Coffee and baked goods are an iconic duo and have been served together for centuries. Not only do coffee's bitter notes work to balance the sweetness of the treats, but the caffeine may actually decrease our sensitivity to sweet flavors, according to a 2017 study published in the Institute of Food Technologists' Journal of Food Science. As such, incorporating coffee directly into our baked goods can provide depth to desserts that may otherwise be a bit too sweet. But how can we use coffee in baking without turning our creations an unflattering shade of brown?
Brewed coffee or instant coffee grounds tend to affect the final color of batters and doughs. While this may not be an issue for recipes that include chocolate, for example, the color change might not be suitable for every recipe. To incorporate coffee flavor into baked goods without altering the hue, King Arthur's Research & Development Specialist Melanie Wanders told Food & Wine we should rely on infusions.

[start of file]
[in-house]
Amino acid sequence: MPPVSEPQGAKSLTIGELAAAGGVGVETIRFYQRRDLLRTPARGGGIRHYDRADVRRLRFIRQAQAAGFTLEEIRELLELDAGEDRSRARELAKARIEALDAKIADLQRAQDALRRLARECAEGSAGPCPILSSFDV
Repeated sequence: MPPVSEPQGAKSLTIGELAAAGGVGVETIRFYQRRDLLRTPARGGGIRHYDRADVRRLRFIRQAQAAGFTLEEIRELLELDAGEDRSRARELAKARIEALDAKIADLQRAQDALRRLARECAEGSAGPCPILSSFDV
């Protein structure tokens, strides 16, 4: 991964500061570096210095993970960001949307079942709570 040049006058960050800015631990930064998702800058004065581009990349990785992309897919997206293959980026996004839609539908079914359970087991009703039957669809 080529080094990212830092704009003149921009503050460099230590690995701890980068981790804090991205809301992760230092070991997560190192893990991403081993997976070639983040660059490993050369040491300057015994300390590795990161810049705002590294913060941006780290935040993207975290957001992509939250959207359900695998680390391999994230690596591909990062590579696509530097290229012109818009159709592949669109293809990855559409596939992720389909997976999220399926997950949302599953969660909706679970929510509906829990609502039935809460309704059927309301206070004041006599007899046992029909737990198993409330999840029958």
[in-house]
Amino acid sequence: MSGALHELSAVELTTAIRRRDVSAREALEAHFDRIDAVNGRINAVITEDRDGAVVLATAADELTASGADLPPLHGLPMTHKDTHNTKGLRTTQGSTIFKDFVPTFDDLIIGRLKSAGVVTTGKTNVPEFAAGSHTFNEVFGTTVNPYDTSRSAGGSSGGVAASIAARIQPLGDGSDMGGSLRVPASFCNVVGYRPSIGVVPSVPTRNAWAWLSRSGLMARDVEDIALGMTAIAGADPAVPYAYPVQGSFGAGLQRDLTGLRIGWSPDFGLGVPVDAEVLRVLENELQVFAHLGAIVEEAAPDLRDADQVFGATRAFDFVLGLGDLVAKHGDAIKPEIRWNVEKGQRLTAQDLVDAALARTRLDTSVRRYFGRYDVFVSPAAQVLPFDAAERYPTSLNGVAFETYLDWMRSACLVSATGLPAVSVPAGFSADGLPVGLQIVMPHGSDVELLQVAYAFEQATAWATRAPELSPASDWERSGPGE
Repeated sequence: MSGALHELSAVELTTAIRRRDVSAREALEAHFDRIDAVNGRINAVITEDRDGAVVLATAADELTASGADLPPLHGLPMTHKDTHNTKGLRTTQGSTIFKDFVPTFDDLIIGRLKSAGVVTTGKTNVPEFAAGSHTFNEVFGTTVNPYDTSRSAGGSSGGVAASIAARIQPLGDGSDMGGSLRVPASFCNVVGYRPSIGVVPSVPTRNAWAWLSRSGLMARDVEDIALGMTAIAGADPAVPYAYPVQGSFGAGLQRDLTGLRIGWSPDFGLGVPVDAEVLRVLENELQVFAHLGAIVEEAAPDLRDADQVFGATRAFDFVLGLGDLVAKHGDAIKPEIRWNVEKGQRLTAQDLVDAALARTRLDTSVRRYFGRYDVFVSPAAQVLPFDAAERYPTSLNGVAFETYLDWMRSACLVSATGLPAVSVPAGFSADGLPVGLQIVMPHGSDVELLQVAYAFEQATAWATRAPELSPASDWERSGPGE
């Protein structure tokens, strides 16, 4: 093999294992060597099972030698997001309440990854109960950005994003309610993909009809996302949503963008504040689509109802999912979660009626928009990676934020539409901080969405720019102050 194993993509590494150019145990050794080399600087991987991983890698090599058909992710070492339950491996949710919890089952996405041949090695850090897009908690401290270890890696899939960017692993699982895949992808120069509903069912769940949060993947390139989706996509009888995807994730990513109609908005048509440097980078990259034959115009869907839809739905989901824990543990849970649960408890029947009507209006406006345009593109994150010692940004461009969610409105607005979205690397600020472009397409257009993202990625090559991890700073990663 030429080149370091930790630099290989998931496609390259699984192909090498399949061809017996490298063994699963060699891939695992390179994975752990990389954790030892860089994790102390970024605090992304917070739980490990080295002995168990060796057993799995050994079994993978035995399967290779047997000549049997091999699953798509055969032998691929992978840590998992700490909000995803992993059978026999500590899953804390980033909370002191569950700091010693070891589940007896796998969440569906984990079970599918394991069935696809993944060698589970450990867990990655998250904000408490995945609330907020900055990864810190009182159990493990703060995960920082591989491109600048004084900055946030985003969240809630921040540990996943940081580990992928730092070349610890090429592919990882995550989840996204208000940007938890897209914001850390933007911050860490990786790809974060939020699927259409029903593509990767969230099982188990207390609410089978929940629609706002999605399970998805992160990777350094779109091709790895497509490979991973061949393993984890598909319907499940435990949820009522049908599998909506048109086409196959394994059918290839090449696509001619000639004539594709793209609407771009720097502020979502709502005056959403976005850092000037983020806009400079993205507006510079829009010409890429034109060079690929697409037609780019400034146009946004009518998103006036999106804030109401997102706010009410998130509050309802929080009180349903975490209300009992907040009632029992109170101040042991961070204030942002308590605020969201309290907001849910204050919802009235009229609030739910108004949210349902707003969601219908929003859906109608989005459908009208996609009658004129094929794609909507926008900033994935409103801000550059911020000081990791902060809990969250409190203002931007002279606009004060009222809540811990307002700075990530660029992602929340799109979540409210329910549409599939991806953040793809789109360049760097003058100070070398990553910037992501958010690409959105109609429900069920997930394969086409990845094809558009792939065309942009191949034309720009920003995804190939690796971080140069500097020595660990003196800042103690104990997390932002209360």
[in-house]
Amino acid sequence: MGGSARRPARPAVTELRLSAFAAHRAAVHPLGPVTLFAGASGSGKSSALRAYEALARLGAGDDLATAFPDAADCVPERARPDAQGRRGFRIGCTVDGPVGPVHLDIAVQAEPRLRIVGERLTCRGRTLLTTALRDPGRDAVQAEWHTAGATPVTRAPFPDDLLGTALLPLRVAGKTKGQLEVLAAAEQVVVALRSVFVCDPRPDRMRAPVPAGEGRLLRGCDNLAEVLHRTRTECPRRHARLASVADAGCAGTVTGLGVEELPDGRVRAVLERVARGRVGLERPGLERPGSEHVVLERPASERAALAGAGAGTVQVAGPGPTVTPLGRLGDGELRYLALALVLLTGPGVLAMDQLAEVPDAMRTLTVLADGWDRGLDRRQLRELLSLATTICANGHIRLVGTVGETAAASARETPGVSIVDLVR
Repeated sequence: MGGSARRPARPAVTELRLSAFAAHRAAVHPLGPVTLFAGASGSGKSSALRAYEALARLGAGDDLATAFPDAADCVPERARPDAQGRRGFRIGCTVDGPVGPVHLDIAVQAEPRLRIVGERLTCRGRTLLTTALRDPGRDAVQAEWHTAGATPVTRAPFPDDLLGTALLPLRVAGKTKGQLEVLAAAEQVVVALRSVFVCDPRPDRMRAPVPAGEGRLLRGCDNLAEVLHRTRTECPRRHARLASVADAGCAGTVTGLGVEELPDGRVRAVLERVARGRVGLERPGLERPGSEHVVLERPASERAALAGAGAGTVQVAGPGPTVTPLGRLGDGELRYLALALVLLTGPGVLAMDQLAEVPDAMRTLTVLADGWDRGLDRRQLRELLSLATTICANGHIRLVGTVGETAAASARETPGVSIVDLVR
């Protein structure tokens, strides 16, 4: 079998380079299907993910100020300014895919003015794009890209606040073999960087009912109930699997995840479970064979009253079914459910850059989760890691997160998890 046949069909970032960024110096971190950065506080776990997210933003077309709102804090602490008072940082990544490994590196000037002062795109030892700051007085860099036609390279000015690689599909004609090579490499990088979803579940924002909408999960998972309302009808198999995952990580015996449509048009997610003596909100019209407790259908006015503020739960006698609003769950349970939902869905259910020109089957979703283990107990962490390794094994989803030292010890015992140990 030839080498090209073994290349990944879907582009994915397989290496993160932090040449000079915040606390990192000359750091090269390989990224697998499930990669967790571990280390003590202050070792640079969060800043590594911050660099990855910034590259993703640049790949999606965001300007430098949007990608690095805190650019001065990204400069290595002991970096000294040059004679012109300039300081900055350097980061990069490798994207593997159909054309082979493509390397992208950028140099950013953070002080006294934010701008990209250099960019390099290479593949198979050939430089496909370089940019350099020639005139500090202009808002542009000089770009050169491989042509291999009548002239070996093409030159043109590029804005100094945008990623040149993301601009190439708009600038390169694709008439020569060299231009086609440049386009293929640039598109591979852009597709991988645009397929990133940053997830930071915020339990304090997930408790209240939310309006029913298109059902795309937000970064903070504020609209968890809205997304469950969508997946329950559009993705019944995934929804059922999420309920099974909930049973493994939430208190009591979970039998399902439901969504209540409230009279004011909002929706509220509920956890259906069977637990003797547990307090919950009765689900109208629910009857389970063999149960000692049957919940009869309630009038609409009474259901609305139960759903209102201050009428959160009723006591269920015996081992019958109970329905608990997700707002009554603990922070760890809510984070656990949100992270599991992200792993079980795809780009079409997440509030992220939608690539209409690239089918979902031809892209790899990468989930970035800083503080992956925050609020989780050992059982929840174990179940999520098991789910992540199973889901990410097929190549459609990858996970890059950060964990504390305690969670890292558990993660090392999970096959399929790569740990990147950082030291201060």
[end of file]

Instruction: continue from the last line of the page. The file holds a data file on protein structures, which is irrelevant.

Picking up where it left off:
"Steeping whole beans in cold milk or cream (as opposed to crushing the beans and heating the mixture) is a great way to add subtle coffee flavor without changing the color of the final product," Wanders explains. The creation, often called "milk brew" (like cold brew, but with milk) can be used to give dough and batters moisture or be transformed into creamy desserts like ice cream.
Infusing Is The Way To Go
Much like cold brew, steeping coffee beans in milk extracts the oils, acids and sugars from the beans, which provide flavor, body, and aroma. Using crushed or whole coffee beans (as opposed to ground coffee) means that less of the beans' surface area is exposed to the liquid, creating a more gradual extraction that won't be overly bitter. While soaking whole beans in cold milk can still alter the milk's color a bit, using beans with a lighter roast can minimize this aesthetic change.
Milk isn't the only thing you can infuse with coffee flavor. Soaking coffee beans in a sugar-and-water mixture can produce a bright, coffee-flavored simple syrup that you can include in your next bake. Because simple syrup requires hot water for the sugar to dissolve, however, adding coffee to the mixture while it's still hot could expedite the extraction process, turning the simple syrup coffee-colored. As such, you could opt for a cold infusion method, first allowing the simple syrup to cool before tossing in some whole or ground coffee beans. Since the simple syrup will only become more flavorful the longer it sits, cold infusions can be left alone for 12 to 36 hours.
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